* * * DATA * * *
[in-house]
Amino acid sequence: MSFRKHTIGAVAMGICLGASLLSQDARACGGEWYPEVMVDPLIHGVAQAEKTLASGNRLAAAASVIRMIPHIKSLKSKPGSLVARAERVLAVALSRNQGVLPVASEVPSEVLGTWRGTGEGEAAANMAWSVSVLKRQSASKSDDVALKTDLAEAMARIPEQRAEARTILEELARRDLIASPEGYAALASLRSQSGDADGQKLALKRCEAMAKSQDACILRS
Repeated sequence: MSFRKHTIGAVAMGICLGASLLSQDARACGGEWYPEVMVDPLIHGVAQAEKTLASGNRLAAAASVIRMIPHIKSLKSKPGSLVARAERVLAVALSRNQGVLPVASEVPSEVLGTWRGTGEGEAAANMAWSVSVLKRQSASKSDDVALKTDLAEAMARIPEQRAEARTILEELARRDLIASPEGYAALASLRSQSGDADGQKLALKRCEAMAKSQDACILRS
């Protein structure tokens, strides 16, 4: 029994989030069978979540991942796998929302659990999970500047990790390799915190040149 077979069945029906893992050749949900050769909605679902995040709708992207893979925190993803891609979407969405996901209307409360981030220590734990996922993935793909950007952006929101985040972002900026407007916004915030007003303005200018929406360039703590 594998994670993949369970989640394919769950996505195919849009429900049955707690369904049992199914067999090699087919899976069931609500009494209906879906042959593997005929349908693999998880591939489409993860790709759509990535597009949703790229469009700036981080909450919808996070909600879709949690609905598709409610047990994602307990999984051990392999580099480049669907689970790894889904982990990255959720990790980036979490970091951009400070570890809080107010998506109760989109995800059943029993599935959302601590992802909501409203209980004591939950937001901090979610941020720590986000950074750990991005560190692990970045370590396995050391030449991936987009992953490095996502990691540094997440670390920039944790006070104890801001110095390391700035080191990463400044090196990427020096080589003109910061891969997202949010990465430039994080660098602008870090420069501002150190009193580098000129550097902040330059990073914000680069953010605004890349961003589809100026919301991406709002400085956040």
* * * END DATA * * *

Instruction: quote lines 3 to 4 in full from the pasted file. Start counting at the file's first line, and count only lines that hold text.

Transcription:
Repeated sequence: MSFRKHTIGAVAMGICLGASLLSQDARACGGEWYPEVMVDPLIHGVAQAEKTLASGNRLAAAASVIRMIPHIKSLKSKPGSLVARAERVLAVALSRNQGVLPVASEVPSEVLGTWRGTGEGEAAANMAWSVSVLKRQSASKSDDVALKTDLAEAMARIPEQRAEARTILEELARRDLIASPEGYAALASLRSQSGDADGQKLALKRCEAMAKSQDACILRS
């Protein structure tokens, strides 16, 4: 029994989030069978979540991942796998929302659990999970500047990790390799915190040149 077979069945029906893992050749949900050769909605679902995040709708992207893979925190993803891609979407969405996901209307409360981030220590734990996922993935793909950007952006929101985040972002900026407007916004915030007003303005200018929406360039703590 594998994670993949369970989640394919769950996505195919849009429900049955707690369904049992199914067999090699087919899976069931609500009494209906879906042959593997005929349908693999998880591939489409993860790709759509990535597009949703790229469009700036981080909450919808996070909600879709949690609905598709409610047990994602307990999984051990392999580099480049669907689970790894889904982990990255959720990790980036979490970091951009400070570890809080107010998506109760989109995800059943029993599935959302601590992802909501409203209980004591939950937001901090979610941020720590986000950074750990991005560190692990970045370590396995050391030449991936987009992953490095996502990691540094997440670390920039944790006070104890801001110095390391700035080191990463400044090196990427020096080589003109910061891969997202949010990465430039994080660098602008870090420069501002150190009193580098000129550097902040330059990073914000680069953010605004890349961003589809100026919301991406709002400085956040």